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Americans usually punish the incumbent party when they elect a president against a backdrop of rising imports, according to a new study. That could foreshadow bad news for whoever emerges as the Democratic nominee from the presidential contest that got under way in Iowa this week.

Low-wage manufacturing jobs are threatened by import competition, and the fear of losing them tends to drive voters away from the party in power, argues a working paper published by the Cambridge, Massachusetts-based National Bureau of Economic Research. That scenario is in play this year as the strong dollar widens the U.S. trade deficit—although, like everything about the 2016 election, the story may be more complicated this time around.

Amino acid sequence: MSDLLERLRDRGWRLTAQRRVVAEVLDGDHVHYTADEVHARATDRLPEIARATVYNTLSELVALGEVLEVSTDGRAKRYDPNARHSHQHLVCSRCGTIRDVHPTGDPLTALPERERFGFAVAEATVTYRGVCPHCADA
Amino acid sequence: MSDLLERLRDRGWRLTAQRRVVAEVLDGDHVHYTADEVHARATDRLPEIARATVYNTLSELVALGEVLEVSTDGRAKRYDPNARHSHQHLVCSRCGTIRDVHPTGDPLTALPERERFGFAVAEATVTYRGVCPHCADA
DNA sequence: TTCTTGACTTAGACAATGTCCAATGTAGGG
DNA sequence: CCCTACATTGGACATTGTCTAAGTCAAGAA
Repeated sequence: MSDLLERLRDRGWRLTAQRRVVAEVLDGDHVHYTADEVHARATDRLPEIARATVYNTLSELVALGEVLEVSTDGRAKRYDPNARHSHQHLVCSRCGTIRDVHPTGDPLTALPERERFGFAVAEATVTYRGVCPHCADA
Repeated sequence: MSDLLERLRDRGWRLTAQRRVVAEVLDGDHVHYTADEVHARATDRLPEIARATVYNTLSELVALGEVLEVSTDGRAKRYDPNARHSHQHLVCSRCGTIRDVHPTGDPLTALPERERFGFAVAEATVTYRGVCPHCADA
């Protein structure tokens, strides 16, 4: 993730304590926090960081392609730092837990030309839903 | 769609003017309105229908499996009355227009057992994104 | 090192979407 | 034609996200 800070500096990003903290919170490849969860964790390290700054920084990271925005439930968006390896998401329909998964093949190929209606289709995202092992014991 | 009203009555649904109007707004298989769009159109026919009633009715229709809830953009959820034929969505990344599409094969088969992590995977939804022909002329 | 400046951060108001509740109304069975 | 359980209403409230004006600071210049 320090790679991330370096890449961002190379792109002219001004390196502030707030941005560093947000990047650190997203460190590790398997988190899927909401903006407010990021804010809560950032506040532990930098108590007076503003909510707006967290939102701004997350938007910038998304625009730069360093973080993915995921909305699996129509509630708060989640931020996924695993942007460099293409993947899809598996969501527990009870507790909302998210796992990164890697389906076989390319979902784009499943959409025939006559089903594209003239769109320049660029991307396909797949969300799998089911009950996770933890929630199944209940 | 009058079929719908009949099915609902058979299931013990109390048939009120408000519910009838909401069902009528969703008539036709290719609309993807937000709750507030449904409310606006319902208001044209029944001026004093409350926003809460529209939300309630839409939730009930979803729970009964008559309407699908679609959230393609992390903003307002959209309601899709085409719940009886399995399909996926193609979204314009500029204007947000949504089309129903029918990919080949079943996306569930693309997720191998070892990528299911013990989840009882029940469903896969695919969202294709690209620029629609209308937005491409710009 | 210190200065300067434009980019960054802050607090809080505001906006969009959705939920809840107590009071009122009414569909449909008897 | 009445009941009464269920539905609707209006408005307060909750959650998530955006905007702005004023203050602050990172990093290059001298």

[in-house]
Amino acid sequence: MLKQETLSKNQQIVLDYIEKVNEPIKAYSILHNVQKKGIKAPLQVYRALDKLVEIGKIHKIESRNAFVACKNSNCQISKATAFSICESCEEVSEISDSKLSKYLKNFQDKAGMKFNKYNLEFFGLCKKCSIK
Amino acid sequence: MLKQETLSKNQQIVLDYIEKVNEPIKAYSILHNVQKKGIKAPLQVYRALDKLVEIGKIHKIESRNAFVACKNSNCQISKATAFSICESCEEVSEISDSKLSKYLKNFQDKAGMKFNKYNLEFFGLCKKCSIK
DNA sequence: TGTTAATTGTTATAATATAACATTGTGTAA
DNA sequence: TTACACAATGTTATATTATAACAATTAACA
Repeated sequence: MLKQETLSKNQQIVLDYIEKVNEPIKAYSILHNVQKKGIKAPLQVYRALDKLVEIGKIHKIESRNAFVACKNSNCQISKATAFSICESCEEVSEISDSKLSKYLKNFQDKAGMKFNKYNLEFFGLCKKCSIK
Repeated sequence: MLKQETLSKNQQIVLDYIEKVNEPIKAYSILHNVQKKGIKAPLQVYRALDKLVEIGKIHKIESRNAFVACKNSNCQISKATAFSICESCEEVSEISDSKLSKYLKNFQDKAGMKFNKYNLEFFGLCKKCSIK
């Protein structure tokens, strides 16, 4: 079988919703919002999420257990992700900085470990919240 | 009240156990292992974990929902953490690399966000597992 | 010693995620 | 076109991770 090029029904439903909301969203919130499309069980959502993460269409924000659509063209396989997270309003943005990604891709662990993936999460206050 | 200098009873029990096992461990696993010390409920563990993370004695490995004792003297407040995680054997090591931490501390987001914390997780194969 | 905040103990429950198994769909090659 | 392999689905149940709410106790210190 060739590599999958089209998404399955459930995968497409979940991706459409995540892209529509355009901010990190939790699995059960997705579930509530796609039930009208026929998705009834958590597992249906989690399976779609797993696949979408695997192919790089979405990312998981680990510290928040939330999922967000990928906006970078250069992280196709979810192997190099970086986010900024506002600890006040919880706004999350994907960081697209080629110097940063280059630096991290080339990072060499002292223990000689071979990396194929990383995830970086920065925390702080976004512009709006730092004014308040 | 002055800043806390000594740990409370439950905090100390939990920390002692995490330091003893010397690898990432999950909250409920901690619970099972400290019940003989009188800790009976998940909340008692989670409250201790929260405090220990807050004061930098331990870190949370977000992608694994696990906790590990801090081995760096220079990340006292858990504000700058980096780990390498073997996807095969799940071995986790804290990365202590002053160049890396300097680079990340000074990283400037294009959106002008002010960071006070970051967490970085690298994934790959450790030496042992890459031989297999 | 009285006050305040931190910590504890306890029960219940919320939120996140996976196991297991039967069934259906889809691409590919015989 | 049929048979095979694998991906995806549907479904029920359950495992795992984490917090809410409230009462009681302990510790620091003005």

"Voters don't necessarily connect all the pieces. If you are a voter, you just lost your job, and you are pretty mad, you kind of lash out at the incumbent." --Dennis Quinn, Georgetown UniversityIn both parties, outsider candidates—especially Republican Donald Trump and Bernie Sanders on the Democratic side—are appealing to populist anti-establishment voters, saying they’ll stand up for workers who risk losing their jobs because of trade. That message has helped fire up crowds on the campaign, but it’s not clear how the enthusiasm will translate to votes; at the first caucus in Iowa on Monday, Senator Ted Cruz won over Trump, while Democrat Hillary Clinton secured a slim margin over Sanders.

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